Antonio, A. L. (2002). Faculty of color reconsidered: Reassessing contributions to scholarship. The Journal of Higher Education, 73 (5), 582-602.

Bertrand, M., & Mullainathan, S. (2004). Are Emily and Greg more employable than Lakisha and Jamal? A field experiment on labor market discrimination. The American Economic Review, 94 (4), 991-1013.

Corell, Benard & Paik, (2007).  Getting a job: Is there a motherhood penalty? American Journal of Sociology, 112 (5) 1297-1338.

Dreifus, C. (2008, January 08). In Professor's Model, Diversity = Productivity [A Conversation With Scott E. Page]. The New York Times, p. F2.

Dutt, K., Pfaff, D. L., Bernstein, A. F., Dillard, J. S., and Block, C. J. (2016). Gender differences in recommendation letters for postdoctoral fellowships in geoscience. Nature Geoscience, 9, 805-809.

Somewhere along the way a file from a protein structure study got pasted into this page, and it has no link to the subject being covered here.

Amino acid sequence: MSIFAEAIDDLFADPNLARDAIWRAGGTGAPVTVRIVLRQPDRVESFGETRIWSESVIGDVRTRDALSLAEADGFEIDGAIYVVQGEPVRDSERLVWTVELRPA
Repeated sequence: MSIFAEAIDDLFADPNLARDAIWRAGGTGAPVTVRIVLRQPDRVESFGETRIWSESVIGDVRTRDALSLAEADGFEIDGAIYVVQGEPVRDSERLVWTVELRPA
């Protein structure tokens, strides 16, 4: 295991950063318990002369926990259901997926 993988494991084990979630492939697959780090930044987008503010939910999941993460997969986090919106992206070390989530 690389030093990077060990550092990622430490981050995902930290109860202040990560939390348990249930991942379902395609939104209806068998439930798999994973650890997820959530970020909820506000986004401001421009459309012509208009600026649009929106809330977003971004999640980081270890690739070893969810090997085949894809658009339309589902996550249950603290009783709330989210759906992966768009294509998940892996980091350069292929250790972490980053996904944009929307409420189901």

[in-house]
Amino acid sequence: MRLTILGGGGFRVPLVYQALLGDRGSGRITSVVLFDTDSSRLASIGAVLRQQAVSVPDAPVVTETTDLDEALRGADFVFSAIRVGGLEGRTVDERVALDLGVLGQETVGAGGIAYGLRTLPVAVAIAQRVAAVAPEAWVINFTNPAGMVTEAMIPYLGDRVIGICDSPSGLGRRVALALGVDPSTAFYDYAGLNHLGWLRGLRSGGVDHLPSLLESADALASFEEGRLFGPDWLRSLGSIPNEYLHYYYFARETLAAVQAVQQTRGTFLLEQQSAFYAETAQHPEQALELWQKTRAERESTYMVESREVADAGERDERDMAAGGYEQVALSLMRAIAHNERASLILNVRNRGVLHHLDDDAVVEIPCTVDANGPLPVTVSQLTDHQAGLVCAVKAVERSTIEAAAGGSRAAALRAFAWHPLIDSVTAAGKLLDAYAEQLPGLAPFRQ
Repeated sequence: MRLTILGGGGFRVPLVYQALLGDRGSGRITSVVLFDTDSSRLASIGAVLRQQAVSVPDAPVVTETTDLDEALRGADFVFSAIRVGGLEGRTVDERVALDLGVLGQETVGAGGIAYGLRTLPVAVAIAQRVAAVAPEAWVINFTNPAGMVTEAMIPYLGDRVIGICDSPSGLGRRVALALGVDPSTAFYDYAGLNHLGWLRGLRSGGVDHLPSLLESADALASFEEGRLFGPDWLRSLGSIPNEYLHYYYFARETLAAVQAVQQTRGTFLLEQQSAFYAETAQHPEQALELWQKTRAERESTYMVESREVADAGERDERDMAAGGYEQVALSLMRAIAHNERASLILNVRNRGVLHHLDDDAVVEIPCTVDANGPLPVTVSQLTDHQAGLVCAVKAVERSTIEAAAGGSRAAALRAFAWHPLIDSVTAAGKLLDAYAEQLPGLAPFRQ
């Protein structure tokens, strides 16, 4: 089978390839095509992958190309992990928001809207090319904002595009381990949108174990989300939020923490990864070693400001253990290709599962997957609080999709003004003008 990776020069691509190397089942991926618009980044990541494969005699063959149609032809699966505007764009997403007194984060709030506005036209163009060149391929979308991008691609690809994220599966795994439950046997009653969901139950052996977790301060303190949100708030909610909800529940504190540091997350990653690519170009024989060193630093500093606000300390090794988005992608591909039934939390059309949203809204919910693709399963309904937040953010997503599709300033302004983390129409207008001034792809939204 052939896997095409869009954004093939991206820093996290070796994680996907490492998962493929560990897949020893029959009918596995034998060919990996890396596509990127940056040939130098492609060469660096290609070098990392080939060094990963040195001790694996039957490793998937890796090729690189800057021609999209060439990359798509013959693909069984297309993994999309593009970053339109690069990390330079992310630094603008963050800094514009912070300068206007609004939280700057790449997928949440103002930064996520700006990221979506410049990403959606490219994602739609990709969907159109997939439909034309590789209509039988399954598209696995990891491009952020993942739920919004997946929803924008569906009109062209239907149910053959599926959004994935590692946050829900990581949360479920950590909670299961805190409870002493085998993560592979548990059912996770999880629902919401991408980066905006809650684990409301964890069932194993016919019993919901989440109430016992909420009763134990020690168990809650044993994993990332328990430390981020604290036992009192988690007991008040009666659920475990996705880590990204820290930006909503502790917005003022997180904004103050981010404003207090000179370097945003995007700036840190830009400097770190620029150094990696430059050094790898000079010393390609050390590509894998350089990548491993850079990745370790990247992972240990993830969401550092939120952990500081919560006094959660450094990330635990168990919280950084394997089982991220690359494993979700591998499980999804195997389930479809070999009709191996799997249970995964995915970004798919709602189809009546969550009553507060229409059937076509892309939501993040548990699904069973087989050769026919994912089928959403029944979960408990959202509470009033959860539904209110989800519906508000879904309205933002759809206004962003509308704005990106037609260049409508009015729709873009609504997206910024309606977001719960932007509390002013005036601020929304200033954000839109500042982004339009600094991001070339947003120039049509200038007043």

Flaherty, C. (2019). The Letters Can Wait: American Historical Association says hiring committees should not ask for letters of recommendation until candidates pass a first look. Inside Higher Ed. 

Gaddis, S. M. (2014). Discrimination in the credential society: An audit study of race and college selectivity in the labor market. Social Forces, 93 (4), 1451-1479. 

Ginther, D. K., Schaffer, W. T., Schnell, J., Masimore, B., Liu, F., Haak, L. L., & Kington, R. (2011). Race, ethnicity, and NIH research awards. Science, 333 (6045), 1015-1019.

Goldin, C., & Rouse, C. (2000). Orchestrating impartiality: The impact of “blind” auditions on female musicians. The American Economic Review, 90 (4), 715-741.

Hodson, G., Dovidio, J. F., & Gaertner, S. L. (2002). Processes in racial discrimination: Differential weighting of conflicting information. Personality and Social Psychology Bulletin, 28 (4), 460-471.

Hugenberg, K., Bodenhausen, G. V., & McLain, M. (2006). Framing discrimination: Effects of inclusion versus exclusion mind-sets on stereotypic judgments. Journal of Personality and Social Psychology, 91 (6), 1020-1031.

Kahneman, D. (2011). Thinking, fast and slow. New York, NY: Farrar, Straus and Giroux.

Norton, M. I., Vandello, J. A., & Darley, J. M. (2004). Casuistry and social category bias. Journal of Personality and Social Psychology, 87 (6), 817-831.